red hair

Red hair clearly visible in the mouth of this recent 30 lb plus U.K. common

My current choice of hook is the P.B. Products KD Curved. I have used hooks from the PB stable now since March 2012. I started off with their Super Strong in a size 8 and they accounted for so many big carp for me from here in the U.K. in France and in Italy too. That tiny hook takes such a deep clean bite that despite its size, it just always seems to stay in place and being ‘Super Strong’, well, need I say more?
Last year I felt I needed a larger gape hook for a situation I had found myself in and after looking at the rest of the PB range (why would I change what I had confidence in?) I chose the size 4 KD Curved and it worked a treat solving an issue I had with some carp I knew were getting away with it and managing to blow my smaller hooks out. The KD’s had really impressed me and I found myself ordering more sizes to try, thus I am now using these on my reverse combi in place of the Super Strong. The Super Strong had never actually let me down in years and had caught me so many fish that I would still be as happy with them. In fact, they are a stronger hook and I still carry rigs with them on in case I need to be extra heavy on the fish.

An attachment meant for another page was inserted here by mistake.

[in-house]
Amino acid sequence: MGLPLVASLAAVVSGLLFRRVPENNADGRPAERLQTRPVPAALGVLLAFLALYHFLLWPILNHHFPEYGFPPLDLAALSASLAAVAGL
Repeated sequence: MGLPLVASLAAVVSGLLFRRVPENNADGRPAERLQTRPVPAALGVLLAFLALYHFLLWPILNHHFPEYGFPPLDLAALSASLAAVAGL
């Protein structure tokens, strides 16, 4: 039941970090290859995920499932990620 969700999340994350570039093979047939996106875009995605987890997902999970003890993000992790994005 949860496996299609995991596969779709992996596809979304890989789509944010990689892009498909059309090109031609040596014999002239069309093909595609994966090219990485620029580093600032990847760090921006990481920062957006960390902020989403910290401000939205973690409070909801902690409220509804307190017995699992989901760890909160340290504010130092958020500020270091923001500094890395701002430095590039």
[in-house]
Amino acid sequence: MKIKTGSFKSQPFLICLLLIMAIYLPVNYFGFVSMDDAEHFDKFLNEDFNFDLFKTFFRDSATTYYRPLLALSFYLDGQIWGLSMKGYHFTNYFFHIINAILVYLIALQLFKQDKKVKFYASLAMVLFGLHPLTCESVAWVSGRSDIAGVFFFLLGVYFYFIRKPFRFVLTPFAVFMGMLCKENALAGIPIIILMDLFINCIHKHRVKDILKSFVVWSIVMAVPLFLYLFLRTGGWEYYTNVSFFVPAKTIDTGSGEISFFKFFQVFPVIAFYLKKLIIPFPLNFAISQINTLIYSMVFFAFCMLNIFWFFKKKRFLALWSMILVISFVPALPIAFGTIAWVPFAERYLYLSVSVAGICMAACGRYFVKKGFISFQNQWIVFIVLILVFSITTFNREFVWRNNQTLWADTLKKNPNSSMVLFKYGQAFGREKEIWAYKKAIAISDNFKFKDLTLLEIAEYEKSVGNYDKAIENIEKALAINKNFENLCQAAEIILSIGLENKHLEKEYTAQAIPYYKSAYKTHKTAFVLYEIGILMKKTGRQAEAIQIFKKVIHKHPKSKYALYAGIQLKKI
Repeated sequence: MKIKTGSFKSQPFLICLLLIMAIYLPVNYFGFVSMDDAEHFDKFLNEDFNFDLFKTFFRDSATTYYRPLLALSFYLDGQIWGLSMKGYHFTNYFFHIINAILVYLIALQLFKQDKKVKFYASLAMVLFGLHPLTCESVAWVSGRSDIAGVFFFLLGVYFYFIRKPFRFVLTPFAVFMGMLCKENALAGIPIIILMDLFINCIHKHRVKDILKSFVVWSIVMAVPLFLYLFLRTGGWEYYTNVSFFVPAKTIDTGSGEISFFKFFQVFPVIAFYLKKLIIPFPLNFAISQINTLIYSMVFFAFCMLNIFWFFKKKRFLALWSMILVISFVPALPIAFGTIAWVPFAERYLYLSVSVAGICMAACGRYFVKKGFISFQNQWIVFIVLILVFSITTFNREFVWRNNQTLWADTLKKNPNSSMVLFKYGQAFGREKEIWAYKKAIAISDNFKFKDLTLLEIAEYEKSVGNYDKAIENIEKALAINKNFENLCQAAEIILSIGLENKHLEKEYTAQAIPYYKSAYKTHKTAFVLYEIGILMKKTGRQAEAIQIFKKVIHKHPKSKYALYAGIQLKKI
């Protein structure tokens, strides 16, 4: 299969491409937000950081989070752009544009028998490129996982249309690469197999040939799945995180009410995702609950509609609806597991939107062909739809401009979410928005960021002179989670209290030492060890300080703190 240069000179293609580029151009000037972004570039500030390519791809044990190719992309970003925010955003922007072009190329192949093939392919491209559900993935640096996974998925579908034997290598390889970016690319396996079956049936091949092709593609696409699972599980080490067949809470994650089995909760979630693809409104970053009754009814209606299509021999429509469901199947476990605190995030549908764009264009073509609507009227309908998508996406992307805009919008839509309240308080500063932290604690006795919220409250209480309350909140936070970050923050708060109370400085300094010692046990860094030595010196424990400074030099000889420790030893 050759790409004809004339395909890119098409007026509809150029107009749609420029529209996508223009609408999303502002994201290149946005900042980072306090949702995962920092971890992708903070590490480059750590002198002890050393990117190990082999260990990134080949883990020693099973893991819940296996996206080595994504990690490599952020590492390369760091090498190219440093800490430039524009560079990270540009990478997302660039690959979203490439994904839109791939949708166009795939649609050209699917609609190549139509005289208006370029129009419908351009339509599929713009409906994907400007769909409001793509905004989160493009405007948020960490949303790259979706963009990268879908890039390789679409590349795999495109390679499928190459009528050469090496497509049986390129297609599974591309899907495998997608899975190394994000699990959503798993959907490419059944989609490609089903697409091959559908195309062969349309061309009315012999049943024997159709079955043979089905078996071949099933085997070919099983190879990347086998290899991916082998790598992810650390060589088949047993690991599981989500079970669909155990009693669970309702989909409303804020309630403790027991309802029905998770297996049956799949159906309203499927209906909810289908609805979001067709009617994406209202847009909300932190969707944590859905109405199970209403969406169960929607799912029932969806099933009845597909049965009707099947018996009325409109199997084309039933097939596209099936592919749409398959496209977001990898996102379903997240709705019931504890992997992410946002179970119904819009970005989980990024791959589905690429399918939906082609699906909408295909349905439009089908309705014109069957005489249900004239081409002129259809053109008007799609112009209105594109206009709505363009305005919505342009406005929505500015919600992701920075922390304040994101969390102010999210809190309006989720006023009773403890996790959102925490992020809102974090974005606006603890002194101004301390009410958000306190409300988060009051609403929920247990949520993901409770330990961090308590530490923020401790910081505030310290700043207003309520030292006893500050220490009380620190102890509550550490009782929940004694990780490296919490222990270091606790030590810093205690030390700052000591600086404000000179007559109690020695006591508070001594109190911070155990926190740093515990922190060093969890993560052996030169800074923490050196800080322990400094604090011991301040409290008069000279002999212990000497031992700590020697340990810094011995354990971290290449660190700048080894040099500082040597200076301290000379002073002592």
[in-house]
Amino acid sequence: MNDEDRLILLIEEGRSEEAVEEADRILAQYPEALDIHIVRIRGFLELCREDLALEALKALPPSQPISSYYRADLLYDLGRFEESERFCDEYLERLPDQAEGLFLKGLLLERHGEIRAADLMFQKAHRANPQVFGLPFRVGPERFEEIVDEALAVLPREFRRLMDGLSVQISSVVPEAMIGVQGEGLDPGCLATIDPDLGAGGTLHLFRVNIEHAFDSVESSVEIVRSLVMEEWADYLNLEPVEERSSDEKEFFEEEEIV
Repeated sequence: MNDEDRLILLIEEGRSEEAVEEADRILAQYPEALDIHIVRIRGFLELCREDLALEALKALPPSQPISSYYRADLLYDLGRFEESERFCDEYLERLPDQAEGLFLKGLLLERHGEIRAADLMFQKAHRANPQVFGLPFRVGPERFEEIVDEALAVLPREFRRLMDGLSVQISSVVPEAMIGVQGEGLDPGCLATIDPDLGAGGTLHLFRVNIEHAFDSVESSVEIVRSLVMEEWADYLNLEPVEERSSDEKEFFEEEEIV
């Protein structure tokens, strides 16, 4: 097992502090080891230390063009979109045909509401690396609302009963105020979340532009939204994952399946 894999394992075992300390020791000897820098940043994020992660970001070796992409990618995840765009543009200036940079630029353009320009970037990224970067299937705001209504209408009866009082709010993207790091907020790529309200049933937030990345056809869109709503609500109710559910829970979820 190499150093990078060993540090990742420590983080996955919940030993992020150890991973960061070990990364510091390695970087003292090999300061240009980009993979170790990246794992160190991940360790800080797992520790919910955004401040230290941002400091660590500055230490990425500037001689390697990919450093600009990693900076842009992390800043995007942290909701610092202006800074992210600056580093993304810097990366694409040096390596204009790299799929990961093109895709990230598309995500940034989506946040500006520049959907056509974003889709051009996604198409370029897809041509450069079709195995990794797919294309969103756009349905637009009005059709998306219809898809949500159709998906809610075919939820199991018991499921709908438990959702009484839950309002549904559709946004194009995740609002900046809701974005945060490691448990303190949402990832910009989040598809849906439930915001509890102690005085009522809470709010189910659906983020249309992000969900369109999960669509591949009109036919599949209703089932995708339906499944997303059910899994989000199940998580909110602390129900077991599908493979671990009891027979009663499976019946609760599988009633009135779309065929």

I never use tubing or have any extra bits on my hook, I work on the ‘less there’, the ‘less to detect’ principal and also the least amount of alien matter entering their mouth. To aid with bait and hook separation, I keep the hair long enough so that if I am for instance using a 15 mm bait, then the hair will be 30 mm leaving a gap between the bottom of the bait and the hook the same length as the diameter of the bait. By using the soft whipping thread, rather than following through with the hook link on a knotless knot, it really allows the hook to drop fast in the carp’s mouth.
Next part is the stiff part. I tend to choose Fluorocarbon for this taking advantage of its sinking properties as well as its stiffness. I use P-Line Shinsei that I have used for years in 0.41 mm as this goes twice through the eyes of the small hooks I tend to favour. Most Fluorocarbon’s should be fine for this so long as they pass through the eye twice to form a knotless knot (without the hair) to trap the actual soft hair in place.
Now for the supple section of my hook link which is attached to the Fluorocarbon with a Albrite knot.


My often used 'cluster of bait' complete with 'a different bait'